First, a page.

What Game Theory can Teach us About Relationships

What Game Theory can Teach us About Relationships

Do you live your life by your values or by your interests? This was a question that I asked myself recently. I stumbled upon a thought-provoking talk by Simon Sinek, who in less than 10 minutes managed to explain in layman’s terms the strategies and outcomes of war.

He elaborates by saying that game theory and war share the same objectives, that of winning and losing. But what if there’s a third objective? Which is to not be led by our interest of ‘winning’ or ‘losing’ but by our values?




Finite Game vs. Infinite Game

In Sinek’s talk, he states that when nations engage in policy making, it is important to decide whether they are basing their decisions on their values or their interests. When you base your policy making on your values, you are playing an infinite game. Whereas, when decision making is based on interests, you are playing a finite game.

It is important to note which type of game you are playing so that you understand the rules of engagement. If both parties are playing by the same rule set, then there’s a stable environment. The problem arises when both parties are playing by a different set of rules.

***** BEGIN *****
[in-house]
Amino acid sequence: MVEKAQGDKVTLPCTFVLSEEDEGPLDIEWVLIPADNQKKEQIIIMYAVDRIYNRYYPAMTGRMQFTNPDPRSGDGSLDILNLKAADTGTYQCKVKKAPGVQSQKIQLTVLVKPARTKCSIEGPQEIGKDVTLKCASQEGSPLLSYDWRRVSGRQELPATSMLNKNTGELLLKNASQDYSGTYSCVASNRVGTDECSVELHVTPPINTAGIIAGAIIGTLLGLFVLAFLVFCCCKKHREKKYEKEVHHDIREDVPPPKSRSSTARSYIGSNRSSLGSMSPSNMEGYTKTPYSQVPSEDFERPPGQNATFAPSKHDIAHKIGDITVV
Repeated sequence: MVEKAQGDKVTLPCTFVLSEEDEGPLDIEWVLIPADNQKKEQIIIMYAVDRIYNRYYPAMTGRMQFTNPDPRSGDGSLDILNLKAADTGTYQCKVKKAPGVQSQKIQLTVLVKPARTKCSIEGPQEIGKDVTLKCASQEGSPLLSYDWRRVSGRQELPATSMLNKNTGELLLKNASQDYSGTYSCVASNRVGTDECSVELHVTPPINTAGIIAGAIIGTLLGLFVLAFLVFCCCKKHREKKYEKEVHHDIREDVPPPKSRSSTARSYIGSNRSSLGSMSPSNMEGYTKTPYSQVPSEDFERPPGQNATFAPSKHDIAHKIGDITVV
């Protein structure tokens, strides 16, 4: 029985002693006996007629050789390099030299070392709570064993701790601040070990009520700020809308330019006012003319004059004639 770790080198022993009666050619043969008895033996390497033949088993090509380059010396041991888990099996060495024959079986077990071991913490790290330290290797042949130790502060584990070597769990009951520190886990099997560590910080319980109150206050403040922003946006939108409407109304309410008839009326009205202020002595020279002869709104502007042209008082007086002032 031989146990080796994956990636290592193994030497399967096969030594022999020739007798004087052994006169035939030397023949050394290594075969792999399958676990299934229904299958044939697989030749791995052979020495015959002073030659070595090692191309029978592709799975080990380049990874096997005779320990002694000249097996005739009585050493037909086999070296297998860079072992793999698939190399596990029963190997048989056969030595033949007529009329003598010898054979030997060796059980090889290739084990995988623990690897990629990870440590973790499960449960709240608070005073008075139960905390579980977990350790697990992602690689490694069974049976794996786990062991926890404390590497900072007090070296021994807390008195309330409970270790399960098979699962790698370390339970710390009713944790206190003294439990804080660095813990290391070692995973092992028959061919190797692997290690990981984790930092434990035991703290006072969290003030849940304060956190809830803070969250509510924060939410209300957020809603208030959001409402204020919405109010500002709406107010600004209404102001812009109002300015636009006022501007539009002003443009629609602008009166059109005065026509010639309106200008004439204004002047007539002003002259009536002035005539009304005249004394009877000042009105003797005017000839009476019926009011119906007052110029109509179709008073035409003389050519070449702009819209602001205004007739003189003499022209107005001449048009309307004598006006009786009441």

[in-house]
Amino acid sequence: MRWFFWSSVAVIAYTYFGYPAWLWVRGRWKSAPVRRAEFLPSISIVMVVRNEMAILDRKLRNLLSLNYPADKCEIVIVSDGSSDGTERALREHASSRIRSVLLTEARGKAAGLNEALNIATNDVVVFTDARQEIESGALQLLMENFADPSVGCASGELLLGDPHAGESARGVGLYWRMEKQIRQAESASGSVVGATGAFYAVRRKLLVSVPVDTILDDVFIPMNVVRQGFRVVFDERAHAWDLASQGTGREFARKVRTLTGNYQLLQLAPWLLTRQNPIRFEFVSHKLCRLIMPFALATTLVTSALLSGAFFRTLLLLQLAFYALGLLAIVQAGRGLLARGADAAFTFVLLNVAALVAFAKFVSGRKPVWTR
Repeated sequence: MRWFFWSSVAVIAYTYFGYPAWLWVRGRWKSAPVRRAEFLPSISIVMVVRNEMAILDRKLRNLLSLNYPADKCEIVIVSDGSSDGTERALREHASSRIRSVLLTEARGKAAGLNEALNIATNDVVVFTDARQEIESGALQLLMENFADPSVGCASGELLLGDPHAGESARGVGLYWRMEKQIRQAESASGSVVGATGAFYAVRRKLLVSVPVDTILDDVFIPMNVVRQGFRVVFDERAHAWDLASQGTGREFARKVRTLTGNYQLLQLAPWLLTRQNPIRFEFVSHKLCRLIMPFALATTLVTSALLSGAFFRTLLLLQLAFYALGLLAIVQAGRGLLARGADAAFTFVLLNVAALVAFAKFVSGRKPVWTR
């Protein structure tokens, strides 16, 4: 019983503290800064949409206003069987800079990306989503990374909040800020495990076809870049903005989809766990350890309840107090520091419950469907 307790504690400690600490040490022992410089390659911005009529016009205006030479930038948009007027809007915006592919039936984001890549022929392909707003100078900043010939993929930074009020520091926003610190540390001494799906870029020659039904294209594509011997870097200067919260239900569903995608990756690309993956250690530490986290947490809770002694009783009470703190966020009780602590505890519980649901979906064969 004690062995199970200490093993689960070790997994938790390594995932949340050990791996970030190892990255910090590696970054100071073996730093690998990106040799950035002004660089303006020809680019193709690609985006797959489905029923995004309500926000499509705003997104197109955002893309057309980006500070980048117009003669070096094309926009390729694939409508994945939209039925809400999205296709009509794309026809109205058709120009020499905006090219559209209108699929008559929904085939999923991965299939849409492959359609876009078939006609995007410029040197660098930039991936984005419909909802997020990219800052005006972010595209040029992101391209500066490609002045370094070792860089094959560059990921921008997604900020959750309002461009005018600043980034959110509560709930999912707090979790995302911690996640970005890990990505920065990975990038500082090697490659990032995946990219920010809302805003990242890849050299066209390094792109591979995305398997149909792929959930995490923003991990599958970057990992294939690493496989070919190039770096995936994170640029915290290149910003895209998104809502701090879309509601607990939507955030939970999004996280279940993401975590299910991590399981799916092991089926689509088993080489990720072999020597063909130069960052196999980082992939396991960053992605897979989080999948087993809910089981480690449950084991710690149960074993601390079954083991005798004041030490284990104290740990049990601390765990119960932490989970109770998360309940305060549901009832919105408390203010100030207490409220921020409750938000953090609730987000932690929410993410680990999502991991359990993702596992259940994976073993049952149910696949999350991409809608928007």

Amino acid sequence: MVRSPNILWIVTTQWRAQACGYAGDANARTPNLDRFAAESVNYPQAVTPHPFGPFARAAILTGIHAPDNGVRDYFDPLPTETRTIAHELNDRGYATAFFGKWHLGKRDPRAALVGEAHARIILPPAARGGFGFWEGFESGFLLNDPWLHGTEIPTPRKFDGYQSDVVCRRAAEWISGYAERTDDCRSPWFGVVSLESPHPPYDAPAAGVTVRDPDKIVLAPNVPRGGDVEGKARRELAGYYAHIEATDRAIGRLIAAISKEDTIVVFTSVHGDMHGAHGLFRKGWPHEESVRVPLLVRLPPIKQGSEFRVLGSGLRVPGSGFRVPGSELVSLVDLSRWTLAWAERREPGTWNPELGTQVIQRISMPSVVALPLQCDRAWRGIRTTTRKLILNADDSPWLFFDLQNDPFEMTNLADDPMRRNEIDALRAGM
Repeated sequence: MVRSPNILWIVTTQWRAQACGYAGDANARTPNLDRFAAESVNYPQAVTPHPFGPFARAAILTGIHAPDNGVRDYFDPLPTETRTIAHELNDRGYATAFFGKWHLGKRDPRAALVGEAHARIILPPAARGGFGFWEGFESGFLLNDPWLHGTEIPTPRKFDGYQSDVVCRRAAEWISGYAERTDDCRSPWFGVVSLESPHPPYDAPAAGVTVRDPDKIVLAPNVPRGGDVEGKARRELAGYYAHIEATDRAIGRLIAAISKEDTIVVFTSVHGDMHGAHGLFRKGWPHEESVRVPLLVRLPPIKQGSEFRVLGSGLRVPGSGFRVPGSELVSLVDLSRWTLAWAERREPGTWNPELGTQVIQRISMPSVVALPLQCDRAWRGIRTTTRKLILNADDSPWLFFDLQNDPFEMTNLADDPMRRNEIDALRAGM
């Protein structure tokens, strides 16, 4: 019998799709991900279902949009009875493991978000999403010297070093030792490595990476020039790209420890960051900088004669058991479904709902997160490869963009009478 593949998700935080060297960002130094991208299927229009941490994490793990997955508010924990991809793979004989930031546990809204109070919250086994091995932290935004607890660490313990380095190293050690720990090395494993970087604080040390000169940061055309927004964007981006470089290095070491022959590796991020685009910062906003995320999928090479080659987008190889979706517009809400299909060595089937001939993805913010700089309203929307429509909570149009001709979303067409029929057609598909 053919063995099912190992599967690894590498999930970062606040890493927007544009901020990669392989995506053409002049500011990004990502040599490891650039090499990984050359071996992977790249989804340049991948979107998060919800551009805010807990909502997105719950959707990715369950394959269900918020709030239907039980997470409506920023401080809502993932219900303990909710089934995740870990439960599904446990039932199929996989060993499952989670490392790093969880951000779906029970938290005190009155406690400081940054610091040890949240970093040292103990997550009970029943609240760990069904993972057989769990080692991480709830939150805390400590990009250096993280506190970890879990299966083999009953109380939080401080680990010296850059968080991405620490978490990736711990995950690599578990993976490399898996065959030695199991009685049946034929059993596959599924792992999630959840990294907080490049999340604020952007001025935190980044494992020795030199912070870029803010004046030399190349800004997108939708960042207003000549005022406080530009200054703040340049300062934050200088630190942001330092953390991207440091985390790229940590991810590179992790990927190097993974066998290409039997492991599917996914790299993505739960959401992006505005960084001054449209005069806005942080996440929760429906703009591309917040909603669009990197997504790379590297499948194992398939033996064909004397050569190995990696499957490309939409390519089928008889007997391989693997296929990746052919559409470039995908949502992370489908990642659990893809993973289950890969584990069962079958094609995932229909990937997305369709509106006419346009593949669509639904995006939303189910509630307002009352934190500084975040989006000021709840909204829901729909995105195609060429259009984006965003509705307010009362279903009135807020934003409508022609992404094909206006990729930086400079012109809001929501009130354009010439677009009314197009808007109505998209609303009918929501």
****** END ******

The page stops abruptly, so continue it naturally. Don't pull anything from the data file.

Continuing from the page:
Secret to long-lasting relationships

I have always been fascinated in what makes a relationship work for the long haul. Watching this talk made me realize that the same rules of engagement in both game theory and war can be applied to relationships. In our own personal lives we have the choice to operate from our values or from our interests.

When you operate from your values you are playing the infinite game. Whereas if you are basing your decisions solely on interests, then it is finite because it has an end goal.




Food for Thought

While I still don’t know what the answer is to a long-lasting relationship, it did cause me to pause on what it means to base one’s decisions on one’s values rather than immediate interest.

Click here to watch Simon Sinek’s talk and let me know your thoughts.